Truancy in the United States: Examining temporal trends and correlates by race, age, and gender

Brandy R. Maynard, Michael G. Vaughn, Erik J. Nelson, Christopher P. Salas-Wright, David A. Heyne, Kristen P. Kremer

Research output: Contribution to journalArticle

25 Citations (Scopus)

Abstract

Background Truancy has long been regarded a common problem in urgent need of effective intervention. Knowledge about factors associated with truancy can guide the development and implementation of interventions. Method This paper examined trends in truancy rates between 2002 and 2014 and correlates of truancy across racial/ethnic groups. Variables of interest included sociodemographic factors (e.g., age, gender, socio-economic background), behavioral factors (e.g., substance use, violence), and psychosocial factors (e.g., academic engagement, grades, parental control). Using data from a large sample of adolescents (n = 209,393; 12–17 years) we estimated truancy prevalence rates and examined trends and correlates via regression analyses. Results Truancy rates remained constant between 2002 (10.8%) and 2014 (11.1%). Rates were highest among older youth, females, and Hispanic youth. For all racial/ethnic groups, truancy was significantly correlated with alcohol and marijuana use, fighting, the propensity to take risks, and lower academic engagement and school grades. Other factors were differentially associated with racial/ethnic groups. This divergence in risk patterns for different racial/ethnic groups points to some heterogeneity among truant youth. Discussion Despite truancy reduction efforts, truancy rates have remained stable. Efforts to prevent truancy and to intervene with truant youth may need to target risk factors more prevalent in specific racial/ethnic groups.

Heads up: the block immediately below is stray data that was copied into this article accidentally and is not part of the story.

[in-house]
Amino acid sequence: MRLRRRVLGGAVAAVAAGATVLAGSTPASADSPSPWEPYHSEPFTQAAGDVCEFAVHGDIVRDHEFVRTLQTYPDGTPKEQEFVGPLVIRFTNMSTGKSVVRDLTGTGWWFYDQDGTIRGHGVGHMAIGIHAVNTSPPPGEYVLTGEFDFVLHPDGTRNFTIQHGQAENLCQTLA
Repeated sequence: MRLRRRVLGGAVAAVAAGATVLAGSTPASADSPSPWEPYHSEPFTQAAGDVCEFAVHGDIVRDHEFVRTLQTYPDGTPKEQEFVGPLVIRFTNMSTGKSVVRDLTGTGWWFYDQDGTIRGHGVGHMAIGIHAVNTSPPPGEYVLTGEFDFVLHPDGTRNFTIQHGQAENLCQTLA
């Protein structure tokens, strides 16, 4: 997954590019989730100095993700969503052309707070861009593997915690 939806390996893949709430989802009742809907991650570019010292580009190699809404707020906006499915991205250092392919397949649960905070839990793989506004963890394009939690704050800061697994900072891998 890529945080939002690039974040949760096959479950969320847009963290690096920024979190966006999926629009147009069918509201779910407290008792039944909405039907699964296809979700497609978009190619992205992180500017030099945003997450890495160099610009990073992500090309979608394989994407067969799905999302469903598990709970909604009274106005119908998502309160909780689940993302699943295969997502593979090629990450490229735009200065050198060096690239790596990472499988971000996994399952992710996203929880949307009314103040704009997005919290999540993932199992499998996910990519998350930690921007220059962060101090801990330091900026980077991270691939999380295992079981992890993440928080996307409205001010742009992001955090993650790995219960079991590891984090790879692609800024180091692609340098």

Original languageEnglish
Pages (from-to)188-196
Number of pages9
JournalChildren and Youth Services Review
Volume81
DOIs
Publication statusPublished - 2017 Oct

All Science Journal Classification (ASJC) codes

  • Education
  • Developmental and Educational Psychology
  • Sociology and Political Science

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